10. It affects your friendships deeply–for better and worse

Depression is a tough illness to face. Many people who suffer from it will lose friends along the way. However, sometimes it’s also a time when someone really special steps forward, and we develop a lifelong friendship with them:

“It’s hard to be friends with someone who’s depressed. I get that. Most of my friends kind of drifted away.”

“Before I was depressed I had so many friends. Afterwards, I had just one true friend. But one true friend is worth more than a thousand friends who drop away when things get hard.”   

I hope this helps you understand – or explain – this difficult illness just a little better. You’re a good friend for caring enough to read this far. Good luck.

These quotes all come from people who are currently suffering from or have recovered from depression and who have shared their experiences with Dr Pooky Knightsmith. All people quoted have given their permission for their words to be shared anonymously.

Featured photo credit: Shi Xuanru 4 by Jonathan Kos-Read via imcreator.com

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Last Updated on November 11, 2019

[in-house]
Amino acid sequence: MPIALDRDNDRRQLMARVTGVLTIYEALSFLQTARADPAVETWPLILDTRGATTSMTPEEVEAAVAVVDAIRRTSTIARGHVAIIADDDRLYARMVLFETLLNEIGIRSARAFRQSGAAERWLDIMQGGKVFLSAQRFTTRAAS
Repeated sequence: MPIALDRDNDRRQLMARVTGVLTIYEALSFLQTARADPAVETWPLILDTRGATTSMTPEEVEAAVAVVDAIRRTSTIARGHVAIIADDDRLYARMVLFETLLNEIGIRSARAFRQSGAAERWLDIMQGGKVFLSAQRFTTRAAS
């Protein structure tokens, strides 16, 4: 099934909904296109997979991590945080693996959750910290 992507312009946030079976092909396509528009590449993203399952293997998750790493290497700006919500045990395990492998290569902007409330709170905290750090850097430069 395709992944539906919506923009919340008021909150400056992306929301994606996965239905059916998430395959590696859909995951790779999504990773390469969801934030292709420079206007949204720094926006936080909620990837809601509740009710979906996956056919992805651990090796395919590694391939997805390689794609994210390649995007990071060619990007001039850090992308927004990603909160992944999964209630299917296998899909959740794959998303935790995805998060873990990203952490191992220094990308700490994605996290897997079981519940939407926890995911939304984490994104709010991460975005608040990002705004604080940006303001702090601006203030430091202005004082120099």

How to Improve Memory and Boost Your Brainpower

How to Improve Memory and Boost Your Brainpower

Have you ever noticed that some people are able to effortlessly remember even the most mundane details and quickly comprehend new things? Well, you can too!

To unlock the full potential of your brain, you need to keep it active and acute. Wasting time on your couch watching mindless television shows or scrolling through facebook is not going to help.

Besides getting out flashcards, what can you do to help remember things better and learn new things more quickly? Check out these 10 effective ways on how to improve memory:

1. Exercise and Get Your Body Moving

Exercising doesn’t just exercise the body, it also helps to exercise your brain. Obesity and the myriad of diseases that eventually set in as a result of being overweight can cause serious harm to the brain.